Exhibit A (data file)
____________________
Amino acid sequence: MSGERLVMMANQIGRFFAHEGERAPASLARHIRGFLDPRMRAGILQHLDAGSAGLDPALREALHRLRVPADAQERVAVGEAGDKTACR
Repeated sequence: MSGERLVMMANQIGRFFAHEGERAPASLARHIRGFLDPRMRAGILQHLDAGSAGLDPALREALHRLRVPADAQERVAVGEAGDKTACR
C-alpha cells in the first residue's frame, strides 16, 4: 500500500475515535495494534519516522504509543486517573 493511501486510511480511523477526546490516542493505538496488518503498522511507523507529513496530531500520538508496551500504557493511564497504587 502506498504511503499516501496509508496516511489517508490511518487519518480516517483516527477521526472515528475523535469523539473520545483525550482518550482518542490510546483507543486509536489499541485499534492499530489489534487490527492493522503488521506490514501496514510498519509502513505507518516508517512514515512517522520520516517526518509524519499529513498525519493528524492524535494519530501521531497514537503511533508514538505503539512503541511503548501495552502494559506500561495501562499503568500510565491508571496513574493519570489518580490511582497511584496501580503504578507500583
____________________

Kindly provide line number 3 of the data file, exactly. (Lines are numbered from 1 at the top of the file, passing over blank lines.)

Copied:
C-alpha cells in the first residue's frame, strides 16, 4: 500500500475515535495494534519516522504509543486517573 493511501486510511480511523477526546490516542493505538496488518503498522511507523507529513496530531500520538508496551500504557493511564497504587 502506498504511503499516501496509508496516511489517508490511518487519518480516517483516527477521526472515528475523535469523539473520545483525550482518550482518542490510546483507543486509536489499541485499534492499530489489534487490527492493522503488521506490514501496514510498519509502513505507518516508517512514515512517522520520516517526518509524519499529513498525519493528524492524535494519530501521531497514537503511533508514538505503539512503541511503548501495552502494559506500561495501562499503568500510565491508571496513574493519570489518580490511582497511584496501580503504578507500583